I'm interested in the Irish word cumal, which has for some mysterious
reason, been translated as 'female slave' and it has been given that meaning
in the accepted lexicon. (I know I'm not the only one finding fault with the
current lexicography.) I can find no evidence for its ever having meant
that. From my research I know variants of this word in many forms as a
widespread, cosmopolitan word, denoting either animals such as horses or
their riders (capall, caballo, cob, cheval, caval-ier etc), or even camels,
or with the -@r ending, goats, (gabhar, gavar, chevr-on), or else denoting a
Fionn MacCumhaill, is our best known 'cavalier' ('cumhaill' = 'caval-'), but
it's my growing conviction that he turns up in the thick of the European
renaissance as Machiavalli. I think Mac Cumhaill = Mac Chiavall, with the
final -i of the Italian form a plural ending, denoting the whole clan, with
the author of 'The Prince" being a prominent member of it, not necessarily
the same individual encountered in Irish tales.
Anyway, it is very unlikely in my opinion that the Irish 'cumall' ever meant
'female slave'. Is there any suggestion that Fionn's mother had been a
slave? If Cumal meant female slave then MacCumhaill would have meant 'son of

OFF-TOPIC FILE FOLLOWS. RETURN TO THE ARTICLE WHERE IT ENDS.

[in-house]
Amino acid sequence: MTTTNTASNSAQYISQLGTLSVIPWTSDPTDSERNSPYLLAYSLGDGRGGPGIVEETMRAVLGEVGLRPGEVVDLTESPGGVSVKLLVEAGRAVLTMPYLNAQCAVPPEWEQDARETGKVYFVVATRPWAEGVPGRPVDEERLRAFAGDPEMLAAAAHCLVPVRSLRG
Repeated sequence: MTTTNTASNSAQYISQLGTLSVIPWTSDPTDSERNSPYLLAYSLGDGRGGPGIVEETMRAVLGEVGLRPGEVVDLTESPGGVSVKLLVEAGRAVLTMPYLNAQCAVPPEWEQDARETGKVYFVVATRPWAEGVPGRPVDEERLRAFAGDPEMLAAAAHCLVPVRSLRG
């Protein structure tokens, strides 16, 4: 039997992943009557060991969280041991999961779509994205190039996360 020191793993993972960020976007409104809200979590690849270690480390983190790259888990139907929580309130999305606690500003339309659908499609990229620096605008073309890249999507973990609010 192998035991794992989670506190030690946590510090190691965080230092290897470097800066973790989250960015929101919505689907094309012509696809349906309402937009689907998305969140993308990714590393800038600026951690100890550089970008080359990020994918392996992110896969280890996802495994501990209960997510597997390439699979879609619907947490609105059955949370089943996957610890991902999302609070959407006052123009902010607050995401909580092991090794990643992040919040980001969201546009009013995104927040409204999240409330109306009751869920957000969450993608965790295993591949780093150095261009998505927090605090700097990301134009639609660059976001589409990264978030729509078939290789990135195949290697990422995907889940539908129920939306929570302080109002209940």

a female slave' to many speakers. The 'cumal' is listed as an item in a
graded list of tradable stock in Ireland which, at a time when Ireland's
horses were very numerous and of high value, omits the horse. Allowing for a
broad range of accents, 'u' and 'a' can both be used for the same sound,
like the a in aha or the u in umbrella in both modern Irish and English. If
'cumal' is a variant of 'capall', and means 'horse' then your list consists
of sheets, sheep, pigs, cows etc, and HORSES, not sheep, pigs cows etc and
women. The latter, which is the currently favoured version, denotes
(insultingly imo) a people sadly in need of rebriefing concerning their
humanity, while the former denotes a sane, healthy farming community. (If
you start believing in the healthy alternative, it's amazing how much
clearer all this literature becomes.)
But while my studies of maps, placenames, personal names etc are pretty
extensive, I haven't read all the Irish texts in translation, so I wondered,
can anyone direct me to real evidence of female slavery in old Ireland?
From: CELTIC-L - The Celtic Culture List.
[mailto:[log in to unmask]] On Behalf Of john welch
Sent: Monday, 1 December 2008 5:43 AM
To: [log in to unmask]
Subject: Re: Balor beimenach
Here is a long skirmish with Ynglinga:
Swedish Sprachgefühl for Anglo-SaxonClark Hall, J.R.: A Concise Anglo-Saxon
Dictionary; 4th Ed, University of Toronto Press 1960. Collinder, Björn:
Swedish translation of Beowulf, Natur och ...
http://www.cichw.net/SSAS.htm - 39k - Cached - Similar pages
There may have been Saxon outposts and mercenary troops among Cymri. The
Roman retention in Essex of "Camulos" war-god, known to Gaulish Belgae,
indicates Brythonic culture there. The lack of other British toponyms may
support the absence of males after invasion, with women being slaves / wives
(as today). cof cof.
In 1485, H VII had 3 flags: St. George, Y Ddraig Goch, and Beaufort arms
with yale supporters. That is 66% Cymric. The yale and dragon are from
Babylon, and Scythian-Celtic ancestor legend.
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